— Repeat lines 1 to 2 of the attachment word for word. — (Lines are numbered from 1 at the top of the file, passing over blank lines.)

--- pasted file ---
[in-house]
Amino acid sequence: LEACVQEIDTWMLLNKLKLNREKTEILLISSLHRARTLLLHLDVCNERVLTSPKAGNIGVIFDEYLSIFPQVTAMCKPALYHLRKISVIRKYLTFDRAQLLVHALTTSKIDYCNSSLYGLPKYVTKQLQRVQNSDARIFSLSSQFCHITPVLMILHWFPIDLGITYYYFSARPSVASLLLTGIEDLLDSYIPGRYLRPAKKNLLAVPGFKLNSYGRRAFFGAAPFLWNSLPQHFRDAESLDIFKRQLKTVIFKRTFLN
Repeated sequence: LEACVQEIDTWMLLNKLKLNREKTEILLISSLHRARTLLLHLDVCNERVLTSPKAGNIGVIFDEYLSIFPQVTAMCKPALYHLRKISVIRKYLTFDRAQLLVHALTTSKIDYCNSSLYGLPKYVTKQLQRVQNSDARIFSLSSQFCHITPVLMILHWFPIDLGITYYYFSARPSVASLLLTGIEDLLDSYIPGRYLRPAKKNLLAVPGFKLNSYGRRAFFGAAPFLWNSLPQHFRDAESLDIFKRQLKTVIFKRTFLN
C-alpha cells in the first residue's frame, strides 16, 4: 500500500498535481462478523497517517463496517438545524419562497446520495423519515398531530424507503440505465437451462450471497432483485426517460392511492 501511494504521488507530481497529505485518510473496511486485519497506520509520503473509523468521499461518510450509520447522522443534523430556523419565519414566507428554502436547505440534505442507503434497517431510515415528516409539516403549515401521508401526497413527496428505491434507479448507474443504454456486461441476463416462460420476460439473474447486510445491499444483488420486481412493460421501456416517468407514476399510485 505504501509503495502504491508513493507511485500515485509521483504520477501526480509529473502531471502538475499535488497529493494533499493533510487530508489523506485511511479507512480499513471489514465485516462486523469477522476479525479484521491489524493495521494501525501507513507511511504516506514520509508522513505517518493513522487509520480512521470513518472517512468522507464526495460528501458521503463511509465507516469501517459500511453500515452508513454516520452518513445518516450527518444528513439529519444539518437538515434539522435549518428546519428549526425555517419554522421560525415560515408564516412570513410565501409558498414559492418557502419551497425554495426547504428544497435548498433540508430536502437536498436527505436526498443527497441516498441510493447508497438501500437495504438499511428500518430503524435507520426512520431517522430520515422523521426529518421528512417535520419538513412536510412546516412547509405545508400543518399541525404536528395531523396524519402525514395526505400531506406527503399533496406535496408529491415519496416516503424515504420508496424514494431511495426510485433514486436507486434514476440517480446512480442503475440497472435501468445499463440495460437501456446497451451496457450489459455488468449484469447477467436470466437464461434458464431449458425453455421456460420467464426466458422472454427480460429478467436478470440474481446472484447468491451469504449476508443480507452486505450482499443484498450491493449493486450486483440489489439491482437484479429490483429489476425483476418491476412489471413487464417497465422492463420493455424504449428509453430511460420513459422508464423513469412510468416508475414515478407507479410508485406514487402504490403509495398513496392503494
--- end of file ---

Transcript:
[in-house]
Amino acid sequence: LEACVQEIDTWMLLNKLKLNREKTEILLISSLHRARTLLLHLDVCNERVLTSPKAGNIGVIFDEYLSIFPQVTAMCKPALYHLRKISVIRKYLTFDRAQLLVHALTTSKIDYCNSSLYGLPKYVTKQLQRVQNSDARIFSLSSQFCHITPVLMILHWFPIDLGITYYYFSARPSVASLLLTGIEDLLDSYIPGRYLRPAKKNLLAVPGFKLNSYGRRAFFGAAPFLWNSLPQHFRDAESLDIFKRQLKTVIFKRTFLN